Foley SR, et al. Is Violence at Presentation By Patients With First-episode Psychosis Associated With Duration of Untreated Psychosis. Soc Psychiatry Psychiatr Epidemiol. 2007;42(8):606-10. PubMed PMID: 17598060.
* Article titles in AMA citation format should be in sentence-case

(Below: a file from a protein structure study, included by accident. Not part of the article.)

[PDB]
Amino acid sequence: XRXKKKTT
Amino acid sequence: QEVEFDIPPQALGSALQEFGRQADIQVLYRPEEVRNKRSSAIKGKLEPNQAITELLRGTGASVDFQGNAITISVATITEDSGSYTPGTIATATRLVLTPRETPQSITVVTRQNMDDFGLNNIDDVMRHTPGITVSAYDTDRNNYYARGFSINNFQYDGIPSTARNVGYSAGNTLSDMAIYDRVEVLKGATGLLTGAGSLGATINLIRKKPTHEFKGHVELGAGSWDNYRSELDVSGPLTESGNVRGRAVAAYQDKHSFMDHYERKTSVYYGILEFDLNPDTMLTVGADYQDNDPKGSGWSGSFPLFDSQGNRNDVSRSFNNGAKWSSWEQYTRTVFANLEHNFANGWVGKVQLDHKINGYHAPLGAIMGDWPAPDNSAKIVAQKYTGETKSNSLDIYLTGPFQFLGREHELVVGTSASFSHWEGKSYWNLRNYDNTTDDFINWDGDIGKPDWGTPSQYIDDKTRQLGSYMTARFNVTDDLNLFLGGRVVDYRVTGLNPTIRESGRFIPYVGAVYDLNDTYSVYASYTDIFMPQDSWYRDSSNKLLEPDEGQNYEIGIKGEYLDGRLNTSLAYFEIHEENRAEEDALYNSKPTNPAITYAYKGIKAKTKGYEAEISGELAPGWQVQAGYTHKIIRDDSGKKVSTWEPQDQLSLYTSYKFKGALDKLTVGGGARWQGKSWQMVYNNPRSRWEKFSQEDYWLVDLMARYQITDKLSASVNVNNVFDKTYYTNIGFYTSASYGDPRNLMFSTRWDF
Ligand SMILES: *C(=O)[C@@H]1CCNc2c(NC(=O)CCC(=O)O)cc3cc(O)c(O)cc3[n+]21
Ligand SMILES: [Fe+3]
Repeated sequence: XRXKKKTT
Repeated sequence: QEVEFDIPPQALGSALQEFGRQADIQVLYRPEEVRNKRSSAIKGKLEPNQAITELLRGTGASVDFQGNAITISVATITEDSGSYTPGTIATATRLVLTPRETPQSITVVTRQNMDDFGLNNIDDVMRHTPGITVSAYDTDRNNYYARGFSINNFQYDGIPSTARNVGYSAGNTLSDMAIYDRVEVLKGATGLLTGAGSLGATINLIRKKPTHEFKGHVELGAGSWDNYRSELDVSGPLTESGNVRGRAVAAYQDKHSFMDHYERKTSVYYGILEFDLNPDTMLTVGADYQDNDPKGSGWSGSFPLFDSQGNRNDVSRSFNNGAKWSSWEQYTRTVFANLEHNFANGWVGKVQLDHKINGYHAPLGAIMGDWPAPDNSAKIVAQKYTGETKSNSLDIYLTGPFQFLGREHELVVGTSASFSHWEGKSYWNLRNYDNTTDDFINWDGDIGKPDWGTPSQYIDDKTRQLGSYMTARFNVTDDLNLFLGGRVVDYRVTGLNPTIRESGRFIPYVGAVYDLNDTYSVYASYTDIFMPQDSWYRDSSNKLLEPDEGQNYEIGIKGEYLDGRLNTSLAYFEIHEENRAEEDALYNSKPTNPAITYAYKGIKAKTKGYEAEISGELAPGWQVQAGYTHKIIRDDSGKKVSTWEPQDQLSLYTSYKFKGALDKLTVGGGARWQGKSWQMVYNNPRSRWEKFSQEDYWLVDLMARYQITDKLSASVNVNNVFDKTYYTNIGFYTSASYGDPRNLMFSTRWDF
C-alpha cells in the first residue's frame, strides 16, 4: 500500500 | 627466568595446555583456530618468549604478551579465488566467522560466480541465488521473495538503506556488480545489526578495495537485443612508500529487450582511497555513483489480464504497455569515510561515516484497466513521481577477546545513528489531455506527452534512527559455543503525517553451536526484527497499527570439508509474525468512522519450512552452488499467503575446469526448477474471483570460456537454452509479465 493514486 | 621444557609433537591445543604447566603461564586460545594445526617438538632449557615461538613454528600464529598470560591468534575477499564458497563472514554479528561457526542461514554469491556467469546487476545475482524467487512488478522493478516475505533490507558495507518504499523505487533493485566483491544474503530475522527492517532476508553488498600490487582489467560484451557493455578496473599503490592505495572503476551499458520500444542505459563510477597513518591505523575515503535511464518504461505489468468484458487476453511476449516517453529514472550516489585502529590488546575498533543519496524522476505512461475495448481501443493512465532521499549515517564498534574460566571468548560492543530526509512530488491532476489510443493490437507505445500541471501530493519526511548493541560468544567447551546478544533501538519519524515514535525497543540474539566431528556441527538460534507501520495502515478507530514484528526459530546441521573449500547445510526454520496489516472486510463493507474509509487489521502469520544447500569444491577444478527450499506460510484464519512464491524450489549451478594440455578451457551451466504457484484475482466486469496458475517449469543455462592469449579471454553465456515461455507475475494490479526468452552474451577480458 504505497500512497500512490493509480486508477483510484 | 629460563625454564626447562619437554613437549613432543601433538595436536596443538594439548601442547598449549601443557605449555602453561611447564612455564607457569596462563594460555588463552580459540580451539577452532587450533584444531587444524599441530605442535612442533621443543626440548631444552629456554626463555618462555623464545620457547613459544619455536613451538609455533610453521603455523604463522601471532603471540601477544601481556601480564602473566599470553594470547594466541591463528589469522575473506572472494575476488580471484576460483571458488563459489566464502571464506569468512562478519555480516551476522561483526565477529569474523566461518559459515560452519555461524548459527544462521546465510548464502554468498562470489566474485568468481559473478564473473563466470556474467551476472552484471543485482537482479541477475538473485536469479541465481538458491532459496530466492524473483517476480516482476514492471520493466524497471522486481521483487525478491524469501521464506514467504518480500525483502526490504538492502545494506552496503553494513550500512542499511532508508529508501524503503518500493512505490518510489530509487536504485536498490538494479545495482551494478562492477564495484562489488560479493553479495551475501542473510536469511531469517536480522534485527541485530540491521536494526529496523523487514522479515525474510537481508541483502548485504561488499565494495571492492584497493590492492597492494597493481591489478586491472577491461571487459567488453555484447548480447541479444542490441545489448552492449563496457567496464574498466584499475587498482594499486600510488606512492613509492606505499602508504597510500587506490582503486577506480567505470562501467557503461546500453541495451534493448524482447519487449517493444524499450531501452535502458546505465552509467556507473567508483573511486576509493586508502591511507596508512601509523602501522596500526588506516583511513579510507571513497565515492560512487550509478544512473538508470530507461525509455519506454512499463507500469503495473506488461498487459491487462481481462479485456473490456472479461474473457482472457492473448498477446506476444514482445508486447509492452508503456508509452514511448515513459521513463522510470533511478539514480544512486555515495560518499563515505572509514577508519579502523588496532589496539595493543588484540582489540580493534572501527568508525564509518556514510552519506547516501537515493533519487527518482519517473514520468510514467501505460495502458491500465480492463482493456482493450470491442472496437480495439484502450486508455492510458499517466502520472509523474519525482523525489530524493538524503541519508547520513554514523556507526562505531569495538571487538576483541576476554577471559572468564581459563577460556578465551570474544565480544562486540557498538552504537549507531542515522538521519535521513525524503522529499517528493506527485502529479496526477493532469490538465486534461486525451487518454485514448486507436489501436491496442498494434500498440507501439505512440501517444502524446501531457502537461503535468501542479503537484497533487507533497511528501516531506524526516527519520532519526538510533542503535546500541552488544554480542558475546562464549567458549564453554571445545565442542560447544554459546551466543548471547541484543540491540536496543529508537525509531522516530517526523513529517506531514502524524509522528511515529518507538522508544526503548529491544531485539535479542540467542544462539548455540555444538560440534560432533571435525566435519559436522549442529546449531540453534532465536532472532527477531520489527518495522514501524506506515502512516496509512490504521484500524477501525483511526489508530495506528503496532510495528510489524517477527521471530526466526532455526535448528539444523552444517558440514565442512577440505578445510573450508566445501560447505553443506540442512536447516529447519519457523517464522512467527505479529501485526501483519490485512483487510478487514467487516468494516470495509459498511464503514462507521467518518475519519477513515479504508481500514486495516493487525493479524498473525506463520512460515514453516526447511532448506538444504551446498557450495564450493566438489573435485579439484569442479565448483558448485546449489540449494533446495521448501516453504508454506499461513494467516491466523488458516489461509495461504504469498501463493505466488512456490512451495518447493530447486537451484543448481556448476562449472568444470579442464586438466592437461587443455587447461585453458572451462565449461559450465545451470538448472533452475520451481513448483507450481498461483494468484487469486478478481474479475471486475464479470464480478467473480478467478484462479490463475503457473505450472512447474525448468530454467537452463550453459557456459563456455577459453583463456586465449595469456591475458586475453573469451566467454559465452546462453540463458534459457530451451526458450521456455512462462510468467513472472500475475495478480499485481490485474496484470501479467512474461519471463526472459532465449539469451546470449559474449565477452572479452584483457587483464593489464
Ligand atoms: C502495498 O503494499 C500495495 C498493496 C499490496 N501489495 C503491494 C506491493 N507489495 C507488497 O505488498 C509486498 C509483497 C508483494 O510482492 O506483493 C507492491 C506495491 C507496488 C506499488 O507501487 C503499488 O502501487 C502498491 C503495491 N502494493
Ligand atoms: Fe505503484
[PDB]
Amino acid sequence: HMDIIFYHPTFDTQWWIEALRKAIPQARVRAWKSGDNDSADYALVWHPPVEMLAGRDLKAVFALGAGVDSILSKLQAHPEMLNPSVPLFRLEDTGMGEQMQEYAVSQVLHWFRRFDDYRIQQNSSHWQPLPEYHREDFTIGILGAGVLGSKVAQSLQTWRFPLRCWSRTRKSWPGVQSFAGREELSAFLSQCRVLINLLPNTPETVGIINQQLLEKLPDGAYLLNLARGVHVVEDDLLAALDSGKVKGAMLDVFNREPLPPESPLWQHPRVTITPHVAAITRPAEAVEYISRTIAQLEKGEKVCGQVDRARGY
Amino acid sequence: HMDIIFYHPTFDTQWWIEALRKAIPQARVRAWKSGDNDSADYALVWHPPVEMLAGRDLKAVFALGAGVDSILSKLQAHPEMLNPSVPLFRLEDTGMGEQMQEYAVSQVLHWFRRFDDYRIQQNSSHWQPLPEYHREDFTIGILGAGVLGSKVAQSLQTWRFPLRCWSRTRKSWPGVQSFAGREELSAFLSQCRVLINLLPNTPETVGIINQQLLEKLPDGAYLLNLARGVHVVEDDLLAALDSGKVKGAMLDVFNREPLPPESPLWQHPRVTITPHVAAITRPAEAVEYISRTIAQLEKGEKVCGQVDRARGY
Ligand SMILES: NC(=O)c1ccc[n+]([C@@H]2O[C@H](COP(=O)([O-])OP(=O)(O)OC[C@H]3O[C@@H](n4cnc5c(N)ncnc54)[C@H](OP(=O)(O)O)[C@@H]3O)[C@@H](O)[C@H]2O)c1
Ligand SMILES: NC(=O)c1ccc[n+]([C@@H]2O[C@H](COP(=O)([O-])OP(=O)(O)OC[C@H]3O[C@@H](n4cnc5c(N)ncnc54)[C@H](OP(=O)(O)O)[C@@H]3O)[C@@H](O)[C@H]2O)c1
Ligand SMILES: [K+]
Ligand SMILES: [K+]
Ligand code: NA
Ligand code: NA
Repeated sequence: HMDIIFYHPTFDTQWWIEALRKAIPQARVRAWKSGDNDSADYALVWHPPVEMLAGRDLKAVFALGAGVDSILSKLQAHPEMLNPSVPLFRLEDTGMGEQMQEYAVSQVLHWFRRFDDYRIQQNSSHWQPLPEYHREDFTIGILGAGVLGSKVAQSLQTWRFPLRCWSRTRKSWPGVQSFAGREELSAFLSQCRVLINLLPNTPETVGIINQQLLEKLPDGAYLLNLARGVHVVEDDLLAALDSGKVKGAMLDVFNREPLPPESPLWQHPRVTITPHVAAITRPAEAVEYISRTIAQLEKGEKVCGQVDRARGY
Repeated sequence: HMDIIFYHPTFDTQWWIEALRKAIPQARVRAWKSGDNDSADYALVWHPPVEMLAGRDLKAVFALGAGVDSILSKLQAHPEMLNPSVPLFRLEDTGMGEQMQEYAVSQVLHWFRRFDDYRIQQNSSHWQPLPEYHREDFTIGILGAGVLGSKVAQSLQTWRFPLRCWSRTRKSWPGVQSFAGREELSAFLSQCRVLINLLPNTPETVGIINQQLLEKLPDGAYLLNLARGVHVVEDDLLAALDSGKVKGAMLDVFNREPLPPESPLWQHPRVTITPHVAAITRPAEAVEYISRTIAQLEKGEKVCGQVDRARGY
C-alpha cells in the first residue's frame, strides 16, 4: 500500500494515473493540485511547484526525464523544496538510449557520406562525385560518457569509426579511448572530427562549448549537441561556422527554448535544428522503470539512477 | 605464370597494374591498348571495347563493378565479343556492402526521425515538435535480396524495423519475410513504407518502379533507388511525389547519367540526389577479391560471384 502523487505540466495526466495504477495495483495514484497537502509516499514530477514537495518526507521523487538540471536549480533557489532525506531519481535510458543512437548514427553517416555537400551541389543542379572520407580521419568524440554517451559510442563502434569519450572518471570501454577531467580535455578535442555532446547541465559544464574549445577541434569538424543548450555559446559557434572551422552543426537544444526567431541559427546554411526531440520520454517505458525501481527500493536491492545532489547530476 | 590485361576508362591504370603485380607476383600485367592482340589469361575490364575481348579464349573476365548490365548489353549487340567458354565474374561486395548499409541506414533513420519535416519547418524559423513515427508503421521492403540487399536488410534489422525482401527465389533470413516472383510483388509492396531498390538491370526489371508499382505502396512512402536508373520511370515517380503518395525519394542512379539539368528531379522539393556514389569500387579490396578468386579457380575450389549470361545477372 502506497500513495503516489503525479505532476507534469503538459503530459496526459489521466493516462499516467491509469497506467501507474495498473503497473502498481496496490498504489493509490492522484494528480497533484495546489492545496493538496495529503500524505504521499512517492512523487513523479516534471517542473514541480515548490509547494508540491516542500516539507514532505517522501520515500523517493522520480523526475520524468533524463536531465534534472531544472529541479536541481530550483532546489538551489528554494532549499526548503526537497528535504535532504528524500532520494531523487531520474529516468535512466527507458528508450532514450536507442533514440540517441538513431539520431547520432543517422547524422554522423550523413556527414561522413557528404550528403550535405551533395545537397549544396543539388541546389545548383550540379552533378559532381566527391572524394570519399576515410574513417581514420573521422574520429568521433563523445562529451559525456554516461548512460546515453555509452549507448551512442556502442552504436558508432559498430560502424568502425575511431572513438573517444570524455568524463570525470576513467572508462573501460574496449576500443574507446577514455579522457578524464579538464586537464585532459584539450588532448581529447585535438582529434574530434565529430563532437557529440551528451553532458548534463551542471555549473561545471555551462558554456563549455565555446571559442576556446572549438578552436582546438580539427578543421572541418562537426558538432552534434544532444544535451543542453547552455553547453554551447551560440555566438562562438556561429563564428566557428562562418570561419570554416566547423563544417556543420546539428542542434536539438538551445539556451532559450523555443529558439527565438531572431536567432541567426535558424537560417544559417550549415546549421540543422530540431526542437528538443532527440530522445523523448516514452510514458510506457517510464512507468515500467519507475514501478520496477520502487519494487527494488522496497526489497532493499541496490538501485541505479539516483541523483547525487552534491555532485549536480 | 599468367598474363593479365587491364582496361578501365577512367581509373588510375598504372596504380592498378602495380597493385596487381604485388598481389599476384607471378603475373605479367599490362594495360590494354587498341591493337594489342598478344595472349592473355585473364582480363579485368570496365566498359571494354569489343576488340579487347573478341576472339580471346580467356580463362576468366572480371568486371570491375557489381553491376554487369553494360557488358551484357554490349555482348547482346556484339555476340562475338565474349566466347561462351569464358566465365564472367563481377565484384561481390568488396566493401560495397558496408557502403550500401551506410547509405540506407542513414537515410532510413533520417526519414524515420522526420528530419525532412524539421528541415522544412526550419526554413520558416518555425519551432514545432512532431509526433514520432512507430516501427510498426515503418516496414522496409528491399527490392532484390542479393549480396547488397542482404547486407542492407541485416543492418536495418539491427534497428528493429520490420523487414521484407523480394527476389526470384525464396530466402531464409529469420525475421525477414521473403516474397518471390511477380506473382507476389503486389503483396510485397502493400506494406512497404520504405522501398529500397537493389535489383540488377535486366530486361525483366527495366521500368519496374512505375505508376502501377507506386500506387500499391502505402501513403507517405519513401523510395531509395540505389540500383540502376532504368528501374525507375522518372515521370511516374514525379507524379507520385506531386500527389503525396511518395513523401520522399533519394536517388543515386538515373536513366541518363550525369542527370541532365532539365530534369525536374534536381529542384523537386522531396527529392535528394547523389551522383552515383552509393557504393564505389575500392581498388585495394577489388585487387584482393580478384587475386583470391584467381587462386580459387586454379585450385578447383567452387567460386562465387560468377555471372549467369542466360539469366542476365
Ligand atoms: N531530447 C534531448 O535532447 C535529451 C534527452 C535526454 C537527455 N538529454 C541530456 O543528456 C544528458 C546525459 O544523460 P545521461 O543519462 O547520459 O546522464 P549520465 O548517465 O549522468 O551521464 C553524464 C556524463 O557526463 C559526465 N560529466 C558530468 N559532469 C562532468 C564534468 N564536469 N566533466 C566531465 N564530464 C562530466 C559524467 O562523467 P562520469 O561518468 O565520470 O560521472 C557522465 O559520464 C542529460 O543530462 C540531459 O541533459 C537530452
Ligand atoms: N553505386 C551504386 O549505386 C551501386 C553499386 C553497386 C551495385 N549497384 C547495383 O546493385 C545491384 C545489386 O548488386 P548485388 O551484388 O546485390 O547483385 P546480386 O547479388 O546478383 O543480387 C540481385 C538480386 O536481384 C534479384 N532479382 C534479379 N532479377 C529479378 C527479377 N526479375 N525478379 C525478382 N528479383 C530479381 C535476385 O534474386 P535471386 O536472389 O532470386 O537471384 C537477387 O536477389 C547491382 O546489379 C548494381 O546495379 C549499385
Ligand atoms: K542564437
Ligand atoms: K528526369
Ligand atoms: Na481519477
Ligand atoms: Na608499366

TY - JOUR T1 - Is violence at presentation by patients with first-episode psychosis associated with duration of untreated psychosis? AU - Foley,Sharon R, AU - Browne,Stephen, AU - Clarke,Mary, AU - Kinsella,Anthony, AU - Larkin,Conall, AU - O'Callaghan,Eadbhard, Y1 - 2007/06/27/ PY - 2007/01/24/received PY - 2007/05/29/accepted PY - 2007/6/29/pubmed PY - 2007/11/6/medline PY - 2007/6/29/entrez SP - 606 EP - 10 JF - Social psychiatry and psychiatric epidemiology JO - Soc Psychiatry Psychiatr Epidemiol VL - 42 IS - 8 N2 - INTRODUCTION: Violence in first episode psychosis poses significant challenges for mental health staff and patients' families. Violence has been shown to be related to psychopathology. Duration of untreated psychosis (DUP) has been shown to influence psychopathology at presentation in first-episode psychosis, but little is known about the direct relationship between violence at presentation and DUP. We therefore sought to examine the relationship between these two variables. METHODS: Patients were all individuals aged between 16 and 65 years, with a DSM-III-R diagnosis of psychotic illness, taking part in a First Episode study. We used the Structured Clinical Interview (SCID-I), Positive and Negative Symptom Scale (PANSS), Beiser Scale and the Modified Overt Aggression Scale (MOAS) to evaluate diagnosis, psychopathology, DUP and violent behaviour respectively. Data for each case were retrospectively examined for violence, for the week prior to and week following first contact with psychiatric services, blind to diagnosis, DUP and psychopathology scores. RESULTS: We assessed 157 patients. About 46 patients (29%) were violent. Violence rates did not differ across diagnostic groups, while DUP varied significantly across diagnostic groups (P = 0.001). Violence was not associated with DUP across all psychoses (P = 0.41). In the schizophrenia subgroup (n = 94), thirty individuals (32%) were violent. In a logistic regression, logDUP was not associated with violence (P = 0.11). Violence was predicted by involuntary admission status (P = 0.04) and global positive symptoms (P = 0.03). DUP was associated weakly with negative symptoms (P = 0.01) but not associated with positive or general psychopathology. Neither pre nor post-contact violence was associated (P = 0.79 and P = 0.09 respectively) with DUP. DISCUSSION: Contrary to a recent study, we did not find an association between violence at presentation and DUP. The relationships between violence, DUP and psychopathology are complex and may be compounded by potential difficulties inherent in the PANSS. CONCLUSION: Programs to reduce DUP may not impact on rates of violence at presentation in First Episode Psychosis (FEP). SN - 0933-7954 UR - https://www.unboundmedicine.com/medline/citation/17598060/Is_violence_at_presentation_by_patients_with_first_episode_psychosis_associated_with_duration_of_untreated_psychosis L2 - https://dx.doi.org/10.1007/s00127-007-0217-9 DB - PRIME DP - Unbound Medicine ER -